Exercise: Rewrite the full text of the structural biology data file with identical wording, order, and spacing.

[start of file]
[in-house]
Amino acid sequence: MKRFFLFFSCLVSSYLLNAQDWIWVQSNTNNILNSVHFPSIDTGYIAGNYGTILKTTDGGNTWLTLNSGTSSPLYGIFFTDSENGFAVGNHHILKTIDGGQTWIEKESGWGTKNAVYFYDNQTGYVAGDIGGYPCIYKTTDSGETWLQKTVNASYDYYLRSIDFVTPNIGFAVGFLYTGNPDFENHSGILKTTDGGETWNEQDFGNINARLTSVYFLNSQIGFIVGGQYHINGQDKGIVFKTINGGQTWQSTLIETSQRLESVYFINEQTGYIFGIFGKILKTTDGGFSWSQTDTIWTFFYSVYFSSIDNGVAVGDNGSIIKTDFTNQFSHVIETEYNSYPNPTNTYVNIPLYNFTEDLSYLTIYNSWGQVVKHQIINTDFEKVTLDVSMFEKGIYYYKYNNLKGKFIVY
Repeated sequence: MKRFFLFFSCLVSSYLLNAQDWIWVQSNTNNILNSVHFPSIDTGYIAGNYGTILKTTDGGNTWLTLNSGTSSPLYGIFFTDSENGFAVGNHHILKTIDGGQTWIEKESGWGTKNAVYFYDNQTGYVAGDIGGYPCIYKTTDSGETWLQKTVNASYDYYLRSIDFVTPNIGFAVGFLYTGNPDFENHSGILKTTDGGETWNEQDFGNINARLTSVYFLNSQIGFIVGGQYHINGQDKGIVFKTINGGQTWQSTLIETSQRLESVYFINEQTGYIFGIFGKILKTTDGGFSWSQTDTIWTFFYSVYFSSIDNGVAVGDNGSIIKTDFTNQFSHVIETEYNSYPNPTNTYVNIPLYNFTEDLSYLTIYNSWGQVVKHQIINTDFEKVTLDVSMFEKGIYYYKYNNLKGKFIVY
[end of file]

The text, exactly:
[in-house]
Amino acid sequence: MKRFFLFFSCLVSSYLLNAQDWIWVQSNTNNILNSVHFPSIDTGYIAGNYGTILKTTDGGNTWLTLNSGTSSPLYGIFFTDSENGFAVGNHHILKTIDGGQTWIEKESGWGTKNAVYFYDNQTGYVAGDIGGYPCIYKTTDSGETWLQKTVNASYDYYLRSIDFVTPNIGFAVGFLYTGNPDFENHSGILKTTDGGETWNEQDFGNINARLTSVYFLNSQIGFIVGGQYHINGQDKGIVFKTINGGQTWQSTLIETSQRLESVYFINEQTGYIFGIFGKILKTTDGGFSWSQTDTIWTFFYSVYFSSIDNGVAVGDNGSIIKTDFTNQFSHVIETEYNSYPNPTNTYVNIPLYNFTEDLSYLTIYNSWGQVVKHQIINTDFEKVTLDVSMFEKGIYYYKYNNLKGKFIVY
Repeated sequence: MKRFFLFFSCLVSSYLLNAQDWIWVQSNTNNILNSVHFPSIDTGYIAGNYGTILKTTDGGNTWLTLNSGTSSPLYGIFFTDSENGFAVGNHHILKTIDGGQTWIEKESGWGTKNAVYFYDNQTGYVAGDIGGYPCIYKTTDSGETWLQKTVNASYDYYLRSIDFVTPNIGFAVGFLYTGNPDFENHSGILKTTDGGETWNEQDFGNINARLTSVYFLNSQIGFIVGGQYHINGQDKGIVFKTINGGQTWQSTLIETSQRLESVYFINEQTGYIFGIFGKILKTTDGGFSWSQTDTIWTFFYSVYFSSIDNGVAVGDNGSIIKTDFTNQFSHVIETEYNSYPNPTNTYVNIPLYNFTEDLSYLTIYNSWGQVVKHQIINTDFEKVTLDVSMFEKGIYYYKYNNLKGKFIVY